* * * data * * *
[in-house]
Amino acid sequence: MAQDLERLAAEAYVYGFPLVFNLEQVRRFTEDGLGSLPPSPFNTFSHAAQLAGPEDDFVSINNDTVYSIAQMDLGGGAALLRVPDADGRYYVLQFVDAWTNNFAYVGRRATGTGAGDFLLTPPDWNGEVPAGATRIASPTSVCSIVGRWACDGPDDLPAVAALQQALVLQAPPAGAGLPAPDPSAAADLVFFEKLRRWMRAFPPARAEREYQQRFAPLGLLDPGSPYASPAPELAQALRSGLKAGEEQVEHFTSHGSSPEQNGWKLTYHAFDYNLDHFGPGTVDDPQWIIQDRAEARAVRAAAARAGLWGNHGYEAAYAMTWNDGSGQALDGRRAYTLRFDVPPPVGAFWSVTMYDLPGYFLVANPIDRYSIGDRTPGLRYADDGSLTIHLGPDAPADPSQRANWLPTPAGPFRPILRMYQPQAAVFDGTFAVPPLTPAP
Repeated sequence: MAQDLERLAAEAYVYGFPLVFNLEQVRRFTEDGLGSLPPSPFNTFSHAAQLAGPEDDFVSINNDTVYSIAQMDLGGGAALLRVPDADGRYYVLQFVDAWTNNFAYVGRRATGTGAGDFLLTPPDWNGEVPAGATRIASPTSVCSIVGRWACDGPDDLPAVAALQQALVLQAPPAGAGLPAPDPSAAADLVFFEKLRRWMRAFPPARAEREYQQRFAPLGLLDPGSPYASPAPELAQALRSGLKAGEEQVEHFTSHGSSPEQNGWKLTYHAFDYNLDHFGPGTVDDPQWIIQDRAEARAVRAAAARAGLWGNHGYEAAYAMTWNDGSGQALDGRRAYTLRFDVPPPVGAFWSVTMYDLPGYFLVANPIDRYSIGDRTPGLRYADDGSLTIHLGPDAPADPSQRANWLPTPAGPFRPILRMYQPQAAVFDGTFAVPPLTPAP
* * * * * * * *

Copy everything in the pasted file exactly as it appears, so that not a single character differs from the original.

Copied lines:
[in-house]
Amino acid sequence: MAQDLERLAAEAYVYGFPLVFNLEQVRRFTEDGLGSLPPSPFNTFSHAAQLAGPEDDFVSINNDTVYSIAQMDLGGGAALLRVPDADGRYYVLQFVDAWTNNFAYVGRRATGTGAGDFLLTPPDWNGEVPAGATRIASPTSVCSIVGRWACDGPDDLPAVAALQQALVLQAPPAGAGLPAPDPSAAADLVFFEKLRRWMRAFPPARAEREYQQRFAPLGLLDPGSPYASPAPELAQALRSGLKAGEEQVEHFTSHGSSPEQNGWKLTYHAFDYNLDHFGPGTVDDPQWIIQDRAEARAVRAAAARAGLWGNHGYEAAYAMTWNDGSGQALDGRRAYTLRFDVPPPVGAFWSVTMYDLPGYFLVANPIDRYSIGDRTPGLRYADDGSLTIHLGPDAPADPSQRANWLPTPAGPFRPILRMYQPQAAVFDGTFAVPPLTPAP
Repeated sequence: MAQDLERLAAEAYVYGFPLVFNLEQVRRFTEDGLGSLPPSPFNTFSHAAQLAGPEDDFVSINNDTVYSIAQMDLGGGAALLRVPDADGRYYVLQFVDAWTNNFAYVGRRATGTGAGDFLLTPPDWNGEVPAGATRIASPTSVCSIVGRWACDGPDDLPAVAALQQALVLQAPPAGAGLPAPDPSAAADLVFFEKLRRWMRAFPPARAEREYQQRFAPLGLLDPGSPYASPAPELAQALRSGLKAGEEQVEHFTSHGSSPEQNGWKLTYHAFDYNLDHFGPGTVDDPQWIIQDRAEARAVRAAAARAGLWGNHGYEAAYAMTWNDGSGQALDGRRAYTLRFDVPPPVGAFWSVTMYDLPGYFLVANPIDRYSIGDRTPGLRYADDGSLTIHLGPDAPADPSQRANWLPTPAGPFRPILRMYQPQAAVFDGTFAVPPLTPAP